Auxiliary Request II
As to the wording of the claim, a "calibration" would practically not be possible with only one magnet and a corresponding Hall sensor. This also perspired from the claim wording "at least one corresponding magnet".
Anyway, the use of Hall sensors was known from document B40, see in particular on page 150 and page 26 (bottom figure).
In order to increase the calibration precision, Figure 1 of document E8 proposed to use Hall effect detectors for each numbering wheel. These allowed a calibration of the numbering wheels, so that claim 1 did not involve an inventive step. A similar solution was also disclosed by document B43, see Figure 2b.
XII. The respondent's submissions were essentially as follows:
Admission of document B53
The opposition division took use of its discretionary power not to admit document B53 in accordance with Article 114(2) EPC 1973. Appellant I did not show how the opposition division committed an error in exercising its discretionary power. Document B53 was not more relevant than any of the other documents already on file, in particular than document B43. There were no reasons for the skilled person not to start from the composite drive of document B43 when assessing inventive step. In addition, in view of its different embodiments, document B53 actually corresponded to two prior art documents.
The invention related to a numbering device for security elements of banknotes. Before the priority date in 2006 such devices were still driven mechanically.
The appellants erred when combining features of the different embodiments of document B53 with the aim of determining the differences with respect to the claimed subject-matter. The arrangement of Figures 1 and 7 was very different than that of Figure 6. A reduction gearing was only disclosed in the embodiment of Figures 1 and 2, which only used a single motor 4 for driving a single additional wheel 3 for a check digit or symbol. The embodiment of Figure 6 disclosed neither a reduction gear nor a brushless DC motor with electronic commutation. The corresponding description on page 2, lines 77 to 87 only referred to an associated gearing. In the description of document B53 a distinction was made between a "motor" and a "gearing", so why would the skilled person all of a sudden understand the "motor" of Figure 6 to include a gearing?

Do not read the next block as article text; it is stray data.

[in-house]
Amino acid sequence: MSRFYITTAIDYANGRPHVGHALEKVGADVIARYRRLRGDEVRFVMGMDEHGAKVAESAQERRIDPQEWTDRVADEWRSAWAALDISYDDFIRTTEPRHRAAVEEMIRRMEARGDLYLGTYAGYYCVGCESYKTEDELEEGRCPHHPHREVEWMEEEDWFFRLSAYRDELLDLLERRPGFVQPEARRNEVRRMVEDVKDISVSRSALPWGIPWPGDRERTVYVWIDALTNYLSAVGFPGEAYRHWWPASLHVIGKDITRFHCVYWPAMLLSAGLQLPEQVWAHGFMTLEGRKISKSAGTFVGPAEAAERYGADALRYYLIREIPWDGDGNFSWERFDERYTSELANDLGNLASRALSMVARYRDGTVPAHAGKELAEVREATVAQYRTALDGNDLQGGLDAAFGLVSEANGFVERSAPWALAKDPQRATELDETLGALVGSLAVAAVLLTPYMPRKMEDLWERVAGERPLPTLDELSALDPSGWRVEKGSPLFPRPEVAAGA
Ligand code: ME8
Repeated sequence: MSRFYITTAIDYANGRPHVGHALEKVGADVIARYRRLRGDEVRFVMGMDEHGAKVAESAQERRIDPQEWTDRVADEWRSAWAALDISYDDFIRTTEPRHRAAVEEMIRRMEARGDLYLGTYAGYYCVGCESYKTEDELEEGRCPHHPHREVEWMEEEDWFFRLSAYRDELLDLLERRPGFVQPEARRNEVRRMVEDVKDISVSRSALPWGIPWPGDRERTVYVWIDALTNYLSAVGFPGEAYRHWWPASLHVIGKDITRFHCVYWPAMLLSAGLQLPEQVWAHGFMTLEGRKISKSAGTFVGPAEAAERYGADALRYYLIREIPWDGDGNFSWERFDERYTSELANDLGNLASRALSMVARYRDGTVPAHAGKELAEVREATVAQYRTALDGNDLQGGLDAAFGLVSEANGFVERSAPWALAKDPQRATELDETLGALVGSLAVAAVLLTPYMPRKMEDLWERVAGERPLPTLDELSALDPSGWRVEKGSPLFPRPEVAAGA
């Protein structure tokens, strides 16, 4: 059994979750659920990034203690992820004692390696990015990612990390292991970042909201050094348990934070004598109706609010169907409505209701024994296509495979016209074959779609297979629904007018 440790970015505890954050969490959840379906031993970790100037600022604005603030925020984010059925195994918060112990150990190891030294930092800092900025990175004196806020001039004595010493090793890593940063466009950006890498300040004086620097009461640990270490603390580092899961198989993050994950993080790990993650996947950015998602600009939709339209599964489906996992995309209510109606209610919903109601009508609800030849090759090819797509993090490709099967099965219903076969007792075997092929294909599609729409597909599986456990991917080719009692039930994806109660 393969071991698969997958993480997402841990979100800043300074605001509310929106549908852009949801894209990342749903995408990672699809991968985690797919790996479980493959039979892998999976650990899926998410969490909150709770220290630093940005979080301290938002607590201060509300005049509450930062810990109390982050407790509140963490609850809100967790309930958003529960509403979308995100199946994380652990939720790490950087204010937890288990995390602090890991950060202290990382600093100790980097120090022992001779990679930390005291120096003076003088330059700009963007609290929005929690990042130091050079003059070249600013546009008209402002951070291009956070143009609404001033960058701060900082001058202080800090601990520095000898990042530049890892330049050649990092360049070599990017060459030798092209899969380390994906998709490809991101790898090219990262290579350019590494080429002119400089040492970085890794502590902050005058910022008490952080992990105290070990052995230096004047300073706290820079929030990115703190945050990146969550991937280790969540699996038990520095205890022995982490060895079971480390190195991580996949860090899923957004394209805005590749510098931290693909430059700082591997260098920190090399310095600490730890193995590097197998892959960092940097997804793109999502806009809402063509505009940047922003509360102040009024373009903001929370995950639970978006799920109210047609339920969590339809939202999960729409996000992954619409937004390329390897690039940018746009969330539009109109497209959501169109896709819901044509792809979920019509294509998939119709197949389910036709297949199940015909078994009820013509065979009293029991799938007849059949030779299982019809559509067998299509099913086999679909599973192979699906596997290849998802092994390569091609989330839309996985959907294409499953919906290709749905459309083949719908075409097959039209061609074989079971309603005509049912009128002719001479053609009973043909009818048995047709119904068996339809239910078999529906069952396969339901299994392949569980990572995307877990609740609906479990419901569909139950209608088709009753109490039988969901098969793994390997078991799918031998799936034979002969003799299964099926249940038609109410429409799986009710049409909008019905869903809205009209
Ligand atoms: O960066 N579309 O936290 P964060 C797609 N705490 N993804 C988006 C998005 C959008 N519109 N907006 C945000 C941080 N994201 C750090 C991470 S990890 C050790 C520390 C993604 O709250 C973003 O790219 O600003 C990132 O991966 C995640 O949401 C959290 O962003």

The two distinguishing features had a combined effect, the power requirements of the device determining both the size of the motor and the need for a gear transmission. The objective technical problem was to provide an appropriate drive system.
The catalogue B40 merely listed different motors and accessories, one of which a brushless DC motor, without providing any hint why one would be preferred to the other. Unlike what was required by the subject-matter of claim 1, the skilled person would find a solution to the problem in document B43 and opt to use stepping motors known to perform well in positioning applications. As an alternative, document E6 suggested to use pulse motors. As stepping motors were normally more powerful, there would be no need to install a reduction gearing between the motor and the numbering wheel.
Auxiliary Request I
The motors disclosed in document B53 reacted in response to sensor signals in order to attain the desired precision. Faced with the objective technical problem of selecting a drive system so as to secure the product quality, the skilled person would not be prompted to change the solution already disclosed in document B53.